Besides, the Texas wine industry has much more immediate matters to address than which grape varieties to grow, like whether or not Texas wine even needs to be made entirely from Texas-grown grapes. Currently, only 75 percent of a wine's grapes need to be from the state in order to label it "Texas." This is the federal labeling standard, but more serious wine regions like California and Oregon mandate 100 percent. It's not uncommon for producers in Texas to supplement their blends with fruit from California.
A bill was introduced in the Texas legislature last month that would raise the state's minimum to 100 percent, incrementally over five years. (Producers could still make wine with out-of-state grapes, they just won't be able to put Texas on the label.) The folks at William Chris are heavily invested in this fight, believing this measure will elevate the credibility of Texas wine, and have banded together with a bunch of other likeminded producers.
"I just don't think anyone in the wine world matters until they're only making wine with a sense of place," said Benjamin Calais of Calais Winery, who is also a vocal proponent of the bill. He's a French (from the city of Calais, believe it or not) computer engineer by trade who moved to Dallas and started his winery in 2008 as a side-project; he moved his facility to Hill Country in 2015 and is now making wine full-time. He focuses on Bordeaux varieties, among others, made in a ripe, fruit-forward style, which he sources from five vineyard partners in the High Plains and Davis Mountains AVAs, who custom-farm for him. He plans on planting 2.5 acres of Tannat in 2020 on his own property, a grape he thinks will do very well in Texas.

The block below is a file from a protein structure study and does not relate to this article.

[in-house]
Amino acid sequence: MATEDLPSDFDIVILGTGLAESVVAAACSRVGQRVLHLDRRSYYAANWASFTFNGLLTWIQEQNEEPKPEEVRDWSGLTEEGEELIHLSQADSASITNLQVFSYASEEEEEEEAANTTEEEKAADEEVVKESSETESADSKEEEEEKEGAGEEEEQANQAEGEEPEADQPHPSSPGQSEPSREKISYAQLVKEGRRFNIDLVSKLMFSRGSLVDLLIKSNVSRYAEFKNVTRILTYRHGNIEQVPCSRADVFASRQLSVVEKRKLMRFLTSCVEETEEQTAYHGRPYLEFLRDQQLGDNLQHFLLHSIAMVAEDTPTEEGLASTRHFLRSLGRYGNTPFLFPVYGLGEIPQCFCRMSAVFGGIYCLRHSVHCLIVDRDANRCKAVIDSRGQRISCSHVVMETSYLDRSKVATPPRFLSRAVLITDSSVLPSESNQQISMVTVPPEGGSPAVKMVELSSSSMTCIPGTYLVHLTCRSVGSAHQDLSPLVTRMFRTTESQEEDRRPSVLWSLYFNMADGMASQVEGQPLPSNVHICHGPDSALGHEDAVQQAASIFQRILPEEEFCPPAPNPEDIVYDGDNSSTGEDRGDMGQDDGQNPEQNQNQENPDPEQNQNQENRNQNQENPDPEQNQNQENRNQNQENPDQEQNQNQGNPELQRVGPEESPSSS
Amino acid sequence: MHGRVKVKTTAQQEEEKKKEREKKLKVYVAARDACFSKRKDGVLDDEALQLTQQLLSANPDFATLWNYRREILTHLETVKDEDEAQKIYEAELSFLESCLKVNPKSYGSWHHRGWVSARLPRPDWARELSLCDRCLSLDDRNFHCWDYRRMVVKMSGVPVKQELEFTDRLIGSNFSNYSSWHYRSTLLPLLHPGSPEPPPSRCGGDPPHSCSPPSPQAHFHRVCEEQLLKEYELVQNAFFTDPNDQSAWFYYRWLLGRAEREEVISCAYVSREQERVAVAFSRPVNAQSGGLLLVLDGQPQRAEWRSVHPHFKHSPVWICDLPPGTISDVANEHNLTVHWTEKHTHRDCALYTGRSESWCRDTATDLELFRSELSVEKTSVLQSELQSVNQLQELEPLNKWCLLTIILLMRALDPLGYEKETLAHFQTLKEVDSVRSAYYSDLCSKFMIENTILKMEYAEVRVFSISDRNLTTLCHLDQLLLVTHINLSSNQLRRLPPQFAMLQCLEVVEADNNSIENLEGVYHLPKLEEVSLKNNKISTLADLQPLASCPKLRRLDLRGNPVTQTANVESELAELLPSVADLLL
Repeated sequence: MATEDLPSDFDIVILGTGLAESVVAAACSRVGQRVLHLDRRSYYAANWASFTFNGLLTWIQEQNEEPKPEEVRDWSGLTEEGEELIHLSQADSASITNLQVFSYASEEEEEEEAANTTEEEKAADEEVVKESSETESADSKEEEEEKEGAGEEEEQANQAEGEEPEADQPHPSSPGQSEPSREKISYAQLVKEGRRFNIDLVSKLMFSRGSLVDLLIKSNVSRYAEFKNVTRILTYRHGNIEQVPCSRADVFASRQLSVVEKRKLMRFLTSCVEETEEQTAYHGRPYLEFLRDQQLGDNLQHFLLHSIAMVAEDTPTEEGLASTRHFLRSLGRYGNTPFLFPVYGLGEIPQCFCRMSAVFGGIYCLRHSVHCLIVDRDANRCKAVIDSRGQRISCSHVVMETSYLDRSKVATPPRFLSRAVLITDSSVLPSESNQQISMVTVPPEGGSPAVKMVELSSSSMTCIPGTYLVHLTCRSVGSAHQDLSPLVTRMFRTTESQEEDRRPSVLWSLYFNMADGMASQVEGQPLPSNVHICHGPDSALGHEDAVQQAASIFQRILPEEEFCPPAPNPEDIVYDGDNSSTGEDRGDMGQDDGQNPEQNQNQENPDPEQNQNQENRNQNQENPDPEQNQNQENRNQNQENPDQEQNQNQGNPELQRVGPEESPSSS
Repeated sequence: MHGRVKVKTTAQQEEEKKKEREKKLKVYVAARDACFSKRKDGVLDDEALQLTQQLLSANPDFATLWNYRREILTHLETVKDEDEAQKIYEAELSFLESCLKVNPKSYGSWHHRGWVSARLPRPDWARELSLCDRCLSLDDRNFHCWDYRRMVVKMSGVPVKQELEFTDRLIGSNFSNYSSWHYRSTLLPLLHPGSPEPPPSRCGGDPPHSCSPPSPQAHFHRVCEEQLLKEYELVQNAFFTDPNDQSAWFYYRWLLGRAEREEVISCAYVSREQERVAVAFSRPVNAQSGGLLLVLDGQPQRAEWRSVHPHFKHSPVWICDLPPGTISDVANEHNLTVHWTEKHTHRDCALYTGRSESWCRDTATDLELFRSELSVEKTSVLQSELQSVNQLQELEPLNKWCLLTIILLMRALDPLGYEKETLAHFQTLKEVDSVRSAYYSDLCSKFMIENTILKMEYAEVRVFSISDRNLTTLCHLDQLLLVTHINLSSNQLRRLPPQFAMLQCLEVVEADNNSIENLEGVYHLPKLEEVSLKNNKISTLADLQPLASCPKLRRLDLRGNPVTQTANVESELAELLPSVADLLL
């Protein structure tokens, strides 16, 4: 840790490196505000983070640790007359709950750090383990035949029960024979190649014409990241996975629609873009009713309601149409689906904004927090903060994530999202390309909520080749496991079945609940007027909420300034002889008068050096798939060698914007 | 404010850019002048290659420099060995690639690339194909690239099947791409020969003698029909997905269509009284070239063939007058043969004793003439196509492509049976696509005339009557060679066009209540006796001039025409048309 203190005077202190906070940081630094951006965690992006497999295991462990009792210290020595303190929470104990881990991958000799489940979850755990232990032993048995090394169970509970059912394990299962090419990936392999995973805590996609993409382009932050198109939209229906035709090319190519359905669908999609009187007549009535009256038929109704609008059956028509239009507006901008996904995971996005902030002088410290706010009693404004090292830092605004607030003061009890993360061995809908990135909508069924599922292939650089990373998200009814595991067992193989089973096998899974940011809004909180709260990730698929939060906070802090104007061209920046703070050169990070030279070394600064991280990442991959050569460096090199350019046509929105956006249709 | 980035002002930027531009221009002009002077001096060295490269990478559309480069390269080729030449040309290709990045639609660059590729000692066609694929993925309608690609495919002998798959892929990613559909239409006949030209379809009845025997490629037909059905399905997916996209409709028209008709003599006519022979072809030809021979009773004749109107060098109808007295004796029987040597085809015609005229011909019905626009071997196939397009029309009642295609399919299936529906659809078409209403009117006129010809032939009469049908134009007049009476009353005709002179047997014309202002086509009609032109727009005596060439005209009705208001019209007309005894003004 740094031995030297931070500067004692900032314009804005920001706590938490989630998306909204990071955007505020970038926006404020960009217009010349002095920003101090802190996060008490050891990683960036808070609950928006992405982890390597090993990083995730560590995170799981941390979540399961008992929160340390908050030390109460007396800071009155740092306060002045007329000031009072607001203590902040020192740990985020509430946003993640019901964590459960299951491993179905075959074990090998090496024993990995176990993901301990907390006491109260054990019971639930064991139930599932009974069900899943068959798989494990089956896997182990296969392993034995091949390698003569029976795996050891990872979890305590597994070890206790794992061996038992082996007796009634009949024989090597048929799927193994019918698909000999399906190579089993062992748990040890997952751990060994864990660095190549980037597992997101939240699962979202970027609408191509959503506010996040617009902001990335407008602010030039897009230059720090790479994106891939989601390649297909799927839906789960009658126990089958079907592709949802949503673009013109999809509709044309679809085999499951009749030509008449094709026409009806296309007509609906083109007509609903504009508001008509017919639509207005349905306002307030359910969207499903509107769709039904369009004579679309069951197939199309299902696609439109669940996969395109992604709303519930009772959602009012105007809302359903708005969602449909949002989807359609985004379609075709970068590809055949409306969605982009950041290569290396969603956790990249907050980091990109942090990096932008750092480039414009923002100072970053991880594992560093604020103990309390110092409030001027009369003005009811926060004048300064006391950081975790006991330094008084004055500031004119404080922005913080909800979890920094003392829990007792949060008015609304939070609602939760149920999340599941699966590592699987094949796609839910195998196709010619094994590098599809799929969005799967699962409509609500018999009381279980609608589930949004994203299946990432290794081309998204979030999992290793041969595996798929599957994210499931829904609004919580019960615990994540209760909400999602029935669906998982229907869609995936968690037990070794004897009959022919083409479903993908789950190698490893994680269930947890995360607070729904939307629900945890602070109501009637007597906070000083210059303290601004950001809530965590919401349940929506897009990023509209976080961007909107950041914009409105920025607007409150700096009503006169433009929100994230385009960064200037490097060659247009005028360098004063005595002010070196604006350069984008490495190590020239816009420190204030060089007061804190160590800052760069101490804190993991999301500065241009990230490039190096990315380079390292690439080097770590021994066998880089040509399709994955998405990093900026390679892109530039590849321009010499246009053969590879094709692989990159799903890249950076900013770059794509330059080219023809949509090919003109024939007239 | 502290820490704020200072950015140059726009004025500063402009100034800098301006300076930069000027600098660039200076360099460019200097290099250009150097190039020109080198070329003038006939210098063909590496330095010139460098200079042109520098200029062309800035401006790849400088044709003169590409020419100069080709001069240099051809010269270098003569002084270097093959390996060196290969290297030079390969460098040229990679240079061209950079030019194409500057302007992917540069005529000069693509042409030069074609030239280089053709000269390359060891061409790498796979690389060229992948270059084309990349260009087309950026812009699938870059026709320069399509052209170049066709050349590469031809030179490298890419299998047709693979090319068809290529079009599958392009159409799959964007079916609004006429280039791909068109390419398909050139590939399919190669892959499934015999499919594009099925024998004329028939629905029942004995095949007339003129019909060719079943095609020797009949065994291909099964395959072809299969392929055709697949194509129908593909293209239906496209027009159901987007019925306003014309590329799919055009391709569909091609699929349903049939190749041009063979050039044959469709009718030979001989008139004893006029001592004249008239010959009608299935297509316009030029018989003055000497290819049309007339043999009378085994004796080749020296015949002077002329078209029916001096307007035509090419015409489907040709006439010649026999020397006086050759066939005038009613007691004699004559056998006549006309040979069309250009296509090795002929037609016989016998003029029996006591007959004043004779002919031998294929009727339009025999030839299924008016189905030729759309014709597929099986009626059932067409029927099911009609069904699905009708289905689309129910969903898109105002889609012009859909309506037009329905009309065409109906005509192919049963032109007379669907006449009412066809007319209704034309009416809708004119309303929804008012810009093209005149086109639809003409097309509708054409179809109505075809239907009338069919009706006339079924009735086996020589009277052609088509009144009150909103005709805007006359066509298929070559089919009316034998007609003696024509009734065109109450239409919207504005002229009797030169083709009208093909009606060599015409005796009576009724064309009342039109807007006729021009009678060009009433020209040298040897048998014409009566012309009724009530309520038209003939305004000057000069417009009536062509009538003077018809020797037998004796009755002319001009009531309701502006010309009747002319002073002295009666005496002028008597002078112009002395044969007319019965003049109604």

Most of his wines are vineyard-designated, a point of pride for Calais, who thinks the Texas wine industry can only move forward if vintners start understanding the state's different terroirs and figuring out how to make high-quality wine from season to season with only state-grown grapes. "Innovation always comes out of necessity. If the option is always on the table to do it with California juice, then the economics take over," he told me. Opponents of the wine-labeling bill point to the highly variable weather in Texas as a reason not to impose such measures. No one said it would be easy—just ask world-renowned regions like Burgundy, Bordeaux or Champagne.
If you don't like the weather, just wait a minute
"In Texas every vintage is so diverse, as winemakers and winegrowers, we've got to be on our toes and be able to shift gears and shift styles," said Brundrett. In 2017, as Hurricane Harvey was approaching the Texas coast, he and Blackmon looked at a plot of Merlot that was not quite ready to pick. Not wanting to leave it on the vines for the storm to ruin, they harvested it and made a great rosé pétillant naturel. In 2015, unusual weather conditions produced botrytis on some Chenin Blanc grapes in a vineyard owned by a friend of Calais, which typically never happens in Texas. Calais convinced his friend not to spray a small part of the 20-acre plot, bought the grapes and made his delicious Sauternes-style Botrytis Texan cuvée. "We'll probably never get to make that wine again," he said. So is the life of a vintner working at the mercy of Mother Nature.
There's a lot of potential in Texas and a lot of work has already been done, but there's still a ways to go. "This is Napa in the late sixties," Calais said. Exploding tourism to the area is bound to help along the industry. Another thing working in Texas wine's favor is Texans themselves. "There's a lot of built-in state pride, so the industry is very much supported by the home state," said Regan Meador of Southold. Because the state is so big, local wineries might never need to venture out-of-state to sell all of their wine, but the vintners I spoke to agreed that national and international recognition and distribution will be crucial to the long-term well-being of the industry.
In the meantime, get yourself out there to experience this up-and-coming region. Maybe 20 years from now, you'll be telling your friends you were drinking Texas wine before it was cool … or cult.